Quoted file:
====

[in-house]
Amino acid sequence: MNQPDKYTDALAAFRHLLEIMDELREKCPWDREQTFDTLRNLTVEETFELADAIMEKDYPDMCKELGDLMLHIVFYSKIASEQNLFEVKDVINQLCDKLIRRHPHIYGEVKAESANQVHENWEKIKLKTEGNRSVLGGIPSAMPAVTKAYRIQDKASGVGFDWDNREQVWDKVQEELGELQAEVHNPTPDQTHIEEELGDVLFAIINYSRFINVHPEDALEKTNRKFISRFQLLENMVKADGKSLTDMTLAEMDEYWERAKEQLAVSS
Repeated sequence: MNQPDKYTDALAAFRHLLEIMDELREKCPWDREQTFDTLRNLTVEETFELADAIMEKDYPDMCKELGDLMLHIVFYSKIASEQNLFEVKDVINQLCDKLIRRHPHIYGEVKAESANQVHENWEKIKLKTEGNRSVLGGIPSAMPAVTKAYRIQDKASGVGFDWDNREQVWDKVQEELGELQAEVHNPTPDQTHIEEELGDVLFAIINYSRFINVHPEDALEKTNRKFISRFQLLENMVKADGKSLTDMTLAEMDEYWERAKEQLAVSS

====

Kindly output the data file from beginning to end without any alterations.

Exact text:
[in-house]
Amino acid sequence: MNQPDKYTDALAAFRHLLEIMDELREKCPWDREQTFDTLRNLTVEETFELADAIMEKDYPDMCKELGDLMLHIVFYSKIASEQNLFEVKDVINQLCDKLIRRHPHIYGEVKAESANQVHENWEKIKLKTEGNRSVLGGIPSAMPAVTKAYRIQDKASGVGFDWDNREQVWDKVQEELGELQAEVHNPTPDQTHIEEELGDVLFAIINYSRFINVHPEDALEKTNRKFISRFQLLENMVKADGKSLTDMTLAEMDEYWERAKEQLAVSS
Repeated sequence: MNQPDKYTDALAAFRHLLEIMDELREKCPWDREQTFDTLRNLTVEETFELADAIMEKDYPDMCKELGDLMLHIVFYSKIASEQNLFEVKDVINQLCDKLIRRHPHIYGEVKAESANQVHENWEKIKLKTEGNRSVLGGIPSAMPAVTKAYRIQDKASGVGFDWDNREQVWDKVQEELGELQAEVHNPTPDQTHIEEELGDVLFAIINYSRFINVHPEDALEKTNRKFISRFQLLENMVKADGKSLTDMTLAEMDEYWERAKEQLAVSS